Heinrich Handel-Mazzetti: [A Botanical Pioneer In South West China] - chapter 26

[p.117:] Chapter 26. Along the Lancang Jiang - Nu Jiang Divide towards the Tibetan Border

Units of distance — a limestone peak (Maya, 4S75 m) — structure of the mountain — through trackless wilderness — dead stands of bamboo — Kakerbo — Tibetans preparing tsamba — a moonlit night by a mountain tarn — Yigeru, Shidsaru and Gondonrungu (4475 m) — the path to Qunatong

By dosing myself with opium, bismuth and mint tea I strove to bring the diarrhoea under control, but the condition was slow to respond, probably because I also drank milk, which in my case tends to counteract such remedies. The Nu houses were ill-equipped for an illness of that kind, and to have to keep going out into the maize fields in the rain was unpleasant even in daylight, and far worse at night The fleas in my room were gaining the upper hand and there were bugs as well; streamers of soot from the ceiling fell on to the bed, on to my head, into the food and on to the paper when I was writing. The flowering season was ebbing away and the material which my plant collectors gathered in the neighbourhood of the village contained little of note. Before long I yearned to be up in the mountains again; camping has its drawbacks, especially in wet weather, but all the trouble and toil brings its reward and would have been far better than doing nothing down there — which was not the purpose for which I had come to China.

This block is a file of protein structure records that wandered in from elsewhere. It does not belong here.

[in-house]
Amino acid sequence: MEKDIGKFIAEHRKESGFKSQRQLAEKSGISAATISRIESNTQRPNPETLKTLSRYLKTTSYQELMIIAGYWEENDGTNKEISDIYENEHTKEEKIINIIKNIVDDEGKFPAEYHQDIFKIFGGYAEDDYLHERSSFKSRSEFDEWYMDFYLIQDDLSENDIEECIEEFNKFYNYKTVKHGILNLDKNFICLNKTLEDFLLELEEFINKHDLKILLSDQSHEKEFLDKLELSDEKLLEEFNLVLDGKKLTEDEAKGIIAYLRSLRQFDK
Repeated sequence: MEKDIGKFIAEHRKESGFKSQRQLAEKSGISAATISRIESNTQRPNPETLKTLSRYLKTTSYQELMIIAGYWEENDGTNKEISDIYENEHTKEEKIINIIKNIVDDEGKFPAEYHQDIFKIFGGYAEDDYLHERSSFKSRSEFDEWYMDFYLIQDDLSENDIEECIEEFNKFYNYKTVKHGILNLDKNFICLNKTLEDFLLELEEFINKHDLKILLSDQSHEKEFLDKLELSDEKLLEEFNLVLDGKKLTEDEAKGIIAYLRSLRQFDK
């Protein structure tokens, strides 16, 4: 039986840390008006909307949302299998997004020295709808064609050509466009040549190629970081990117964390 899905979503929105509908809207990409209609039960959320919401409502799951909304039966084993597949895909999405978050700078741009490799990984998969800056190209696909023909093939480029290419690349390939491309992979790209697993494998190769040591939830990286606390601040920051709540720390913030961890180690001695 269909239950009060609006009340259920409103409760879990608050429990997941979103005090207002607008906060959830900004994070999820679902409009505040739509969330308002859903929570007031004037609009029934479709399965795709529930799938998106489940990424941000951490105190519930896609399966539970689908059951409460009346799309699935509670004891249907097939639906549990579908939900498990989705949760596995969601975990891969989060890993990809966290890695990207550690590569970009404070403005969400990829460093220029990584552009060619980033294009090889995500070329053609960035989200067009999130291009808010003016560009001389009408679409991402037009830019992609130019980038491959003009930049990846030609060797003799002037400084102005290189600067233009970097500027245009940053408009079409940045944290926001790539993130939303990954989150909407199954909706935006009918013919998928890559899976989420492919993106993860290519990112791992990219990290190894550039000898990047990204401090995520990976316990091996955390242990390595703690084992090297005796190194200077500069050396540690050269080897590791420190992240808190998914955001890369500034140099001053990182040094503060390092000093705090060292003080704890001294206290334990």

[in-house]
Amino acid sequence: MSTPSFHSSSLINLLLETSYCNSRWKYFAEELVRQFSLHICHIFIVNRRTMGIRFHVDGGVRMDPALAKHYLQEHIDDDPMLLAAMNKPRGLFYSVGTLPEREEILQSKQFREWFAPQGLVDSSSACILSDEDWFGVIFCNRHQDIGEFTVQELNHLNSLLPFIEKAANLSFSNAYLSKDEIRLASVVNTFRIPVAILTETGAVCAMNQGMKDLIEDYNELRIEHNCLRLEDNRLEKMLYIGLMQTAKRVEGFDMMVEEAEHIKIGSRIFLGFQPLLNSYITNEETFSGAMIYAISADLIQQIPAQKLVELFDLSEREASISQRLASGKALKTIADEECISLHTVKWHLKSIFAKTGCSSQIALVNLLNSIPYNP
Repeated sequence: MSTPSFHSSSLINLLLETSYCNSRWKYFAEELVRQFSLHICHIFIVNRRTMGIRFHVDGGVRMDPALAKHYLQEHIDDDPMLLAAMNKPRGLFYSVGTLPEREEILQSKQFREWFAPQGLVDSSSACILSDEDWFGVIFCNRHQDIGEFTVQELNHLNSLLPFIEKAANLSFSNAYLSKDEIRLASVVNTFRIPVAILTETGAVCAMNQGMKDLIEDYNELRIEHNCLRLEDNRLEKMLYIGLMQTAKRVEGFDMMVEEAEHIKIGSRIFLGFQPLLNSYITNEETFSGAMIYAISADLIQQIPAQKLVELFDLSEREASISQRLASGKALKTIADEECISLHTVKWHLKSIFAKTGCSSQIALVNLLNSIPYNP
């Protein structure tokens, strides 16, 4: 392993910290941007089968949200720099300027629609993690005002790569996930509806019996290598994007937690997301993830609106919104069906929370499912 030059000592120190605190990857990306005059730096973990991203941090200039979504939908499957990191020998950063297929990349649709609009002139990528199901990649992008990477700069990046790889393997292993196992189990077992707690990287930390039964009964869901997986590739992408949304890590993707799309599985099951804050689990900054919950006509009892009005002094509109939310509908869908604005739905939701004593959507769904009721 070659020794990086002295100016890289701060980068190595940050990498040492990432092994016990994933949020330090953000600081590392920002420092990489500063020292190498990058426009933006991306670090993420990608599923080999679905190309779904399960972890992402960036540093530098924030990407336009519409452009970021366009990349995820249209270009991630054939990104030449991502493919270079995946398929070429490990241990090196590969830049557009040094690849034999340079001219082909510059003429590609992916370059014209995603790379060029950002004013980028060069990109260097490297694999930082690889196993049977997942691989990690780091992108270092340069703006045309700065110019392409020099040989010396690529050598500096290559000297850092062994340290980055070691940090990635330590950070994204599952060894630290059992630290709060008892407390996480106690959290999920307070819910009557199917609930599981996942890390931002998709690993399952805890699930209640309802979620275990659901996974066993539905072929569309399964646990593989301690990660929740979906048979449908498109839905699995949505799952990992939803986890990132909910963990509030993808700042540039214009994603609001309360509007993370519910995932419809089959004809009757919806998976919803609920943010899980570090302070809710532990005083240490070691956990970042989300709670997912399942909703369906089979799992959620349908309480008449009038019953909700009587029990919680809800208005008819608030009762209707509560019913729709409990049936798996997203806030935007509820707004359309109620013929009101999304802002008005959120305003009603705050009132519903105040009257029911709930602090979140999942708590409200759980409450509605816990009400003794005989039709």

By 31st July I was at last well enough to undertake another major journey into the mountains. My aim was to study the summer flowers of the Lancang Jiang - Nu Jiang (Mekong - Salween) divide near the Tibetan border, to visit one of the limestone peaks in that area, and to explore the depths of the Nu Jiang valley more thoroughly than had been possible on the return journey from the Drong Jiang. Setting out with fourteen porters, I at first followed the main track which I had used on my journey from Londjre to Bahan and reached the Shenzu La [note # 127: Zhi-dzom La on Rock's map (3750 m), Shentse-la on Gregory's map.] on the third day. In the Doyon-lumba the men pointed out two wild bees' nests on a cliff high up on the opposite side of the valley. From that distance they looked like gigantic wasp nests and must have been at least 1.5 m in diameter. More plants were in flower in the forests than in the previous year, notably the rough, hairy Begonia asperifolia (a new species) on disturbed soil at the sides of the track, and Rhododendron bullatum hanging down over the rocks. The Maya [note # 128: According to Rock (p. 327, 340) its name is Dra-chhen. The French christened it "Pic Francois Gamier". Rock gives its height as about 5180 m; Handel-MazzeltVs figure 'is 4575 m. Gregory's map gives 4506 m.] peak was free from cloud and I took the opportunity of sketching a clearly visible route, running between its rock towers, by which it could be climbed, as I foresaw that I might have to find the way in mist My cook-servant went ahead, having been told by the head porter that it was still "liangge bei" (cany twice) to the next campsite, i.e., that the porters would have to lay down their loads once more before reaching it. This was an even more inexact measure than the Chinese "li", a unit not favoured among the Tibetans. However, when they do calculate in li, theirs are longer than Chinese li, and the latter call them man-li ("savages' li"). It is quite wrong to regard the li as a measure of distance travelled; it is merely a measure of time taken, a fact clearly proved by the answer which I once received when I enquired how far it was to my destination: "Six li - but no, you're on horseback, so you can get there in four li!" [note # 129: Though officially a unit of distance, the "li" was indeed often calculated in this way (and sometimes still is). Thus, in mountainous areas, a downhill li might be much longer in distance than an uphill one (SGH).] I pitched my tent on the same spot as in the year before, and found the cook awaiting me with a large lump of butter. The alpine pastures were now occupied. The senior herdsman weighed out his butter with great precision and took care not to let the Chinese cheat him. He had two strapping lads to assist him in his labours, there being numerous animals to look after — sheep, ponies, ordinary oxen, yaks and several bulls including one gigantic yak whose curly head and massive neck made him look like a bison. In the morning they applied themselves diligently to the propagation of their kind. The old herdsman had a black eye, apparently sustained when he had intervened between two bulls while one was trying to push the other off a cow.